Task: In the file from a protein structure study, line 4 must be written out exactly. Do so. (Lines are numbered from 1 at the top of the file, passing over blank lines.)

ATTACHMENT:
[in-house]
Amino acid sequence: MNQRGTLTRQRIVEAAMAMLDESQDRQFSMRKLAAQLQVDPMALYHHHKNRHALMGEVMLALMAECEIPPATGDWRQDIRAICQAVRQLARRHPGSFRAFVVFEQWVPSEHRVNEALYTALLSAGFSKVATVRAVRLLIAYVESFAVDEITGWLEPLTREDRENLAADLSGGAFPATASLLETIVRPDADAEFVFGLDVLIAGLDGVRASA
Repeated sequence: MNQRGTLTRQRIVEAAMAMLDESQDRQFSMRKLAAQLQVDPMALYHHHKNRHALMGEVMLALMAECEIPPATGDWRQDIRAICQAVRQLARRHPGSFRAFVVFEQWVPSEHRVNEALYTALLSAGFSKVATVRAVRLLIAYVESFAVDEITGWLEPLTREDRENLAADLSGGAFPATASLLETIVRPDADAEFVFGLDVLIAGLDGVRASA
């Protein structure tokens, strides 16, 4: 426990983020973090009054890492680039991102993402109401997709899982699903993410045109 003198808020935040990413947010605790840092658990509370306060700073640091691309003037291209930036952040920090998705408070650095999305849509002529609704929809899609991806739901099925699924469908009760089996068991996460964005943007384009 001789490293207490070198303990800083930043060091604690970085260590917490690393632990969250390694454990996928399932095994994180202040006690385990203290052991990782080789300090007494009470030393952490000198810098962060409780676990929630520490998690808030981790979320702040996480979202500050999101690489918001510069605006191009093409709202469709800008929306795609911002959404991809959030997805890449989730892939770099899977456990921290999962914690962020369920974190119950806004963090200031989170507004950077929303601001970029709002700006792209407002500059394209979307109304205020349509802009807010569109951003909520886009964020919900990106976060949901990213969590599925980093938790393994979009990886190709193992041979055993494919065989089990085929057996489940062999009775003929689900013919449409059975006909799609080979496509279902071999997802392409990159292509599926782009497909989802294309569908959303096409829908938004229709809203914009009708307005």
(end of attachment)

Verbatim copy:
């Protein structure tokens, strides 16, 4: 426990983020973090009054890492680039991102993402109401997709899982699903993410045109 003198808020935040990413947010605790840092658990509370306060700073640091691309003037291209930036952040920090998705408070650095999305849509002529609704929809899609991806739901099925699924469908009760089996068991996460964005943007384009 001789490293207490070198303990800083930043060091604690970085260590917490690393632990969250390694454990996928399932095994994180202040006690385990203290052991990782080789300090007494009470030393952490000198810098962060409780676990929630520490998690808030981790979320702040996480979202500050999101690489918001510069605006191009093409709202469709800008929306795609911002959404991809959030997805890449989730892939770099899977456990921290999962914690962020369920974190119950806004963090200031989170507004950077929303601001970029709002700006792209407002500059394209979307109304205020349509802009807010569109951003909520886009964020919900990106976060949901990213969590599925980093938790393994979009990886190709193992041979055993494919065989089990085929057996489940062999009775003929689900013919449409059975006909799609080979496509279902071999997802392409990159292509599926782009497909989802294309569908959303096409829908938004229709809203914009009708307005």